Approximating Longitude

Page 3 of 6

Calculating Latitude: The Steps Continued

Step 7a . . . Lewis would have had several means by which to estimate the longitude of the junction of the Kansas and Missouri Rivers. From his own observations he had determined Camp Dubois to be at or near 38°55'20"N, and about 90° west (89°57'45" by astronomical observations and 90°00'20" by chronometer). Lewis also had information that Thomas Jefferson had obtained from British sources regarding the Mandan villages. These villages, as determined through celestial observations made by the British explorer David Thompson in 1798, were at or near 47°17'22" North Latitude, 101°14'24" West Longitude.

The coordinates of Camp Dubois and Fort Mandan, thus, could be used as anchor points between which Clark could fit the maps of the Missouri that he had plotted from the Expedition's river survey. If Clark had used this method (which he clearly did not), the mouth of Kansas River should have been plotted at about 94° West Longitude.1

The King map of 1803 that Lewis carried, however, showed the mouth of Kansas River at 94°55' West Longitude. Lewis, for his first approximation of longitude, could pick an average longitude of 94°30' for his calculations.

The nautical almanac gives the sun's declination for apparent noon at Greenwich. Lewis, using an estimated longitude of 94°30' W for the mouth of Kansas River, must determine what the sun's declination would be at 6:18 p.m. Greenwich Apparent Time for each of his noon observations. On 27 June, for example, the sun's noon declination at Greenwich by the 1804 Nautical Almanac was 2°20' 59" north. On the 28th at noon it was 23°18' 23". The difference in 24 hours apparent time is 2'36". In the 6h18m since noon at Greenwich, then, the sun's declination would have decreased by 41 seconds, making the sun's declination at noon at the mouth of Kansas River 23°20' 18":

Steps 8 and 9

After all three meridian observations have been recalculated, the results are:

Recalculated Latitude

The average difference of four seconds between the recalculated latitude and that from the calculations made at the mouth of Kansas River stems from the estimated longitude and from a possible error on the 28th. The octant, it should be remembered, could be read only to the nearest 30 arc seconds, so both values actually become 39°05½' North Latitude. After having calculated the chronometer's error for 27, 28 and 29 June 1804, Lewis probably also would attempt to calculate the latitude of the mouth of Kansas River from the time and altitude of the sun obtained during the Equal Altitudes observations or from the observations for magnetic declination. After checking these observations he would find that, for most of them, the sun had been too far from the meridian or else was too close to bearing either east or west.

Nevertheless, Observation No. 3, the second p.m. observation for Magnetic Declination with the Sun taken on 27 June might provide a useful latitude. The calculations yield a latitude of 39°14'59", but the sun likely was too far west of the meridian at the time, and accuracy deteriorates with time and angular distance from the meridian. On the other hand, the result—derived from the magnetic declination—suggests that latitude derived from the average of his three meridian altitudes of the sun is good.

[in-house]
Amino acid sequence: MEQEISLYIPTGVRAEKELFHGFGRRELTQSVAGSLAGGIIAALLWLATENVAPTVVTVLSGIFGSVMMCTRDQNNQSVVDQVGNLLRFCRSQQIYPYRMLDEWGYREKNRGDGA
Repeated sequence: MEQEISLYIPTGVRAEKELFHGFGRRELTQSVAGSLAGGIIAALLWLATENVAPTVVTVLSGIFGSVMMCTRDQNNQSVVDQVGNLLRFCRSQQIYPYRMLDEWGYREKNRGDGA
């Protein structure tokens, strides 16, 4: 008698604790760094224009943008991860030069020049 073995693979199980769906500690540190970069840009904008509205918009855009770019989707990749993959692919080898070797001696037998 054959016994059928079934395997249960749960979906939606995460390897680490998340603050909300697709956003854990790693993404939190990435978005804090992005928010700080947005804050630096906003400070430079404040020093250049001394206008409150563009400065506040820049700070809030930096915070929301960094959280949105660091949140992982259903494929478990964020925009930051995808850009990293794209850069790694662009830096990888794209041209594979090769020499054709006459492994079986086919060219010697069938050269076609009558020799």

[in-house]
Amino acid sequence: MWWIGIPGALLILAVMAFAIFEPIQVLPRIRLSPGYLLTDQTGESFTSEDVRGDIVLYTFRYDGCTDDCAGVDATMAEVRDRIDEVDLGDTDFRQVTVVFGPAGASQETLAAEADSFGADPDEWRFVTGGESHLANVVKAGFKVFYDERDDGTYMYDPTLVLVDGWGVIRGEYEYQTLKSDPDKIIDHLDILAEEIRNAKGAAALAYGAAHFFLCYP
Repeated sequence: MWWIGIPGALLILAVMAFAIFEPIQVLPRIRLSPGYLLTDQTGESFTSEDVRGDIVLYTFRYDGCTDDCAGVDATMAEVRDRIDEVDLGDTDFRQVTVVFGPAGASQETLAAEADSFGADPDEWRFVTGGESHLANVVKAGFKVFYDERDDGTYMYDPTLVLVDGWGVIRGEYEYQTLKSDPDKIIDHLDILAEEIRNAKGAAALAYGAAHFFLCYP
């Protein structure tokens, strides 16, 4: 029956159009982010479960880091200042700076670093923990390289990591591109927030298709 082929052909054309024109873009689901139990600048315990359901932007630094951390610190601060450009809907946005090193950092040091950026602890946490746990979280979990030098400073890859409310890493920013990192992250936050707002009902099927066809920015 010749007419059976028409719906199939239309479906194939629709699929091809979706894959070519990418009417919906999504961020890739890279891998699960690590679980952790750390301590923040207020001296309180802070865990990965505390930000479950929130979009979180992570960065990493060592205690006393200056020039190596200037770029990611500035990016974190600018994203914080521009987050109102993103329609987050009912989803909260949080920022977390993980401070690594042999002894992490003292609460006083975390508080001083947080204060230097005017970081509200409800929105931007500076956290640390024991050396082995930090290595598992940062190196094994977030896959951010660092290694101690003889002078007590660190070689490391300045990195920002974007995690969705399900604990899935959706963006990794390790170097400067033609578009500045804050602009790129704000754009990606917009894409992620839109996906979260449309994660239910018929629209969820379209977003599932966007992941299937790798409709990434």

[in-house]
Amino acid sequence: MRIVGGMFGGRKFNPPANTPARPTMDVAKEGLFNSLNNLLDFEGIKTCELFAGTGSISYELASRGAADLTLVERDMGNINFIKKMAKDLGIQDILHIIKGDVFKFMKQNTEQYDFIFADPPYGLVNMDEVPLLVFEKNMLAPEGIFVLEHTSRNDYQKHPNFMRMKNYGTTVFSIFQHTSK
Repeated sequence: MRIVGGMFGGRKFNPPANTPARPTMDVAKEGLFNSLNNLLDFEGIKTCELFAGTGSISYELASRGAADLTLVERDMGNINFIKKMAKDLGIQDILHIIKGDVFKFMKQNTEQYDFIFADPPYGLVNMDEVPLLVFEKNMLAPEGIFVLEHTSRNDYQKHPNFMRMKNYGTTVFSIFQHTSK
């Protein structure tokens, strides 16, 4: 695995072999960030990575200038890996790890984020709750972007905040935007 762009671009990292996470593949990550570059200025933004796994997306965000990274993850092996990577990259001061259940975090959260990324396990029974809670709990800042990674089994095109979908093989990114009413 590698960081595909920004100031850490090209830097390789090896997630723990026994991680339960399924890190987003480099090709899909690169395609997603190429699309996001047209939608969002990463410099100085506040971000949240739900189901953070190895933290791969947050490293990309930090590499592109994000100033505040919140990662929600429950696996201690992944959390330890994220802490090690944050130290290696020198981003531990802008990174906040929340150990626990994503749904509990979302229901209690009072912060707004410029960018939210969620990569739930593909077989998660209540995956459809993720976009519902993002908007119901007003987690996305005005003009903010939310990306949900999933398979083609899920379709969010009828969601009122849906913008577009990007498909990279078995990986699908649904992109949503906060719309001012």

Suppose that, after having calculated the longitude for the mouth of Kansas River from his Lunar Distance observations on 29 June 1804, Lewis had found that the difference between calculated longitude and dead-reckoned longitude was a degree or slightly more. Would he use the longitude from his Lunar Distance observation to recalculate the latitudes? Probably not, because at this time of year the sun's declination is changing only about 3 arc minutes per day, and even several degrees difference between longitudes would make little change in the recalculated latitude.

Comparisons and Conclusions

By comparing the Expedition's river survey with the oldest detailed maps and with modern maps and aerial photos, the mouth of the Kansas River in 1804 was at or near 39°07'N, 94°36½'W. The expedition's river survey, made by using compass bearings and estimated distances, even when corrected to True North (see Magnetic Declination) puts the mouth of the river at 39°29½"N (and 94°54"W)—30 miles too far north of its actual latitude. The average latitude of this junction, recalculated from Lewis's observations of the sun's Meridian Altitude with the octant, is 39°05½'N. This latitude is 1½' (just 1¾ miles) south of the redetermined latitude of 39°07'N. The positional accuracy (at least as to latitude) that could be obtained even by an instrument as imprecise as the octant justifies Jefferson's instructions to take celestial observations to correct the ground survey—the Courses and Distances—the captains made with compass bearings and estimated distances.


1. See Clark's map of 1805, Moulton, ed., Atlas, Map 32a. Clark probably prepared this map either by re-plotting their river survey at a smaller scale (1 inch = 100 miles) or redrafting the separate maps he had made of the Missouri from the Expedition's river survey (1 inch = 6 miles). Despite often being hailed as a "cartographer," Clark's mapping abilities, though adequate for most tasks, often were compromised by time, equipment and training. On his map of 1805, the mouth of Kansas River is shown at 93° West Longitude, not 94° West as he should have shown it had he done his plotting carefully.

Funded in part by a grant from the National Park Service, Challenge-Cost Share Program.